|MD5 (hash127-0.70.tar.gz) = a574929fb61425a429c18228e44a15d4|
|Build type:||djb classic (make setup check)|
The hash127 package provides a one-way hash function designed specifically for use in message authentication applications. The implementation is particularly innovative in its use of floating point numerical methods for fixed-precision calculations on large integers. And it is fast.
This page includes the following sections:
A cryptographic hash function H() is applied to a
of arbitrary length
for the purpose of obtaining a digital
of some fixed length:
good hash function H()
has the following essential properties:
impossible to reconstruct M from signature s.
hard to find any specific alternative message M' that results
in the same signature as H(M)
hard to find any 2 arbitrary unique messages Ma and Mb that
result in the same signature
A good hash function also has the following
easy (that is, fast) to compute s from M
One example of a
good one-way hash function is MD5.
We have seen a lot of 128-bit MD5 signatures in these pages,
useful for verifying the integrity of distribution files.
MD5 is also among the fastest of secure, one-way hashing functions.
Another good hash function is SHA, an implementation of which is included in the OpenSSL package. SHA is slower than MD5, but creates a 160-bit digital signature:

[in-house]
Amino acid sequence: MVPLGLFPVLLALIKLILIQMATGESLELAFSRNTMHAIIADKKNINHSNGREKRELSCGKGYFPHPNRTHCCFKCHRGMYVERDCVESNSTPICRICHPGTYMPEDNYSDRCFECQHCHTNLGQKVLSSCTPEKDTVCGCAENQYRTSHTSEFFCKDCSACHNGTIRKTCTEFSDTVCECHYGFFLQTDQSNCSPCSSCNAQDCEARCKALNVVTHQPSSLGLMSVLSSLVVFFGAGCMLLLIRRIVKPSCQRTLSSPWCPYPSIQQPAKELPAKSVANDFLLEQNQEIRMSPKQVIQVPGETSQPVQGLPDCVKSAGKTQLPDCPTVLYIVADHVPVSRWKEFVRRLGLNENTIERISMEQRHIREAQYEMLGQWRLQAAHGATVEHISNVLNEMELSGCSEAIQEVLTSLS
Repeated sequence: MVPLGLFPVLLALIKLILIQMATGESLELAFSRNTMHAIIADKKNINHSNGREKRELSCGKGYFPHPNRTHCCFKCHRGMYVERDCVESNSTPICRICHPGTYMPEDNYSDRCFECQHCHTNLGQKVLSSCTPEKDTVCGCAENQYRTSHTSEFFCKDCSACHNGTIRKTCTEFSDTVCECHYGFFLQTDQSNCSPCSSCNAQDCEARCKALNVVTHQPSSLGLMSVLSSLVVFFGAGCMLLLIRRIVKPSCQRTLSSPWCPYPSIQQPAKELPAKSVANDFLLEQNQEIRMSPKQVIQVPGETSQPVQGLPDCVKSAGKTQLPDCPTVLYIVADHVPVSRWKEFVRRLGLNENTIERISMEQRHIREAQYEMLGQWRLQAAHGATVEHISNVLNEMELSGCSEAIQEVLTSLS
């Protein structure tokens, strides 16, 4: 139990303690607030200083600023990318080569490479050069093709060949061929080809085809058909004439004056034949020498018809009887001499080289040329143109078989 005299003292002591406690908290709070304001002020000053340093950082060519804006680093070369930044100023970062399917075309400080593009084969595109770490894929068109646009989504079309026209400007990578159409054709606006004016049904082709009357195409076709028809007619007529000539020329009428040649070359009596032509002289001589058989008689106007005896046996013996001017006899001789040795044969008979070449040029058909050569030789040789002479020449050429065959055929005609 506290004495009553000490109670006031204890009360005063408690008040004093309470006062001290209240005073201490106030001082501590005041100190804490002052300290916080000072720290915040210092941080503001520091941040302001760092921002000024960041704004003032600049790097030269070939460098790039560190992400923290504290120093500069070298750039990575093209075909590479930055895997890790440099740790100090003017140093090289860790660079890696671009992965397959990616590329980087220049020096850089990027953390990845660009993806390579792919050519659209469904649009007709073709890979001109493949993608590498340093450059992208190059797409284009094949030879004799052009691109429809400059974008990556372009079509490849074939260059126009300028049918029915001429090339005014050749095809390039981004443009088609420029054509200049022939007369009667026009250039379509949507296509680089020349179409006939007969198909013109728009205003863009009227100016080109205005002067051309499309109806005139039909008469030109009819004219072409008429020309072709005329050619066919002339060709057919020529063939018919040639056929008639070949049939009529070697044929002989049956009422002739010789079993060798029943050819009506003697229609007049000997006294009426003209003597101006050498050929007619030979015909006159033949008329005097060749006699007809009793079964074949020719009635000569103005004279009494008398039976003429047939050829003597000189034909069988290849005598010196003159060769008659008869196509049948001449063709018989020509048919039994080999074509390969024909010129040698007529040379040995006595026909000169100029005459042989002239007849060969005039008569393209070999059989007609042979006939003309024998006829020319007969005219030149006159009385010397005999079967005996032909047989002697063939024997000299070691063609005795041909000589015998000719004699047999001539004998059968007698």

$ openssl dgst -sha1 hash127-0.70.tar.gz SHA1(hash127-0.70.tar.gz)= 9482d3c1b2f698fc2b9feadbe22a5052c9da6ab1
Any good hash function may also be used in the context of message authentication. In this case, a secret key k is typically concatenated with the message, and the hash function is applied to the result:
When used in this way, signature s is also known as the
Message Authentication Code, or MAC, for the message.
The protocol for usage is simple. The sender Sandra computes s from message M and secret key k as above. Sandra may then send the message and signature to her friend Rodney, with whom she has shared the secret k. If Rodney computes the same signature s, he is assured the message he received is really the message Sandra sent.
Another simple example of a message authentication protocol is the APOP command in the Post Office Protocol (RFC 1939). Whenever a client contacts a POP3 server, she first receives a banner that looks something like this:
The syntax of the banner constructed by the server should be unique for each session and is derived from:
The client then computes a MAC digest using MD5, concatenating the banner with the secret passphrase for her account on the POP3 server:
Or, for the specific example:
s = MD5("<firstname.lastname@example.org>mypassword") s = 0e211108dc98710ab7c793add61ec123
The client can now pass this message authentication code back to the server, with the account name for her mailbox:
APOP paula 0e211108dc98710ab7c793add61ec123
The server will make the same MD5 computation on its side, and compare the result. If they are the same, the client will be allowed access to her mailbox.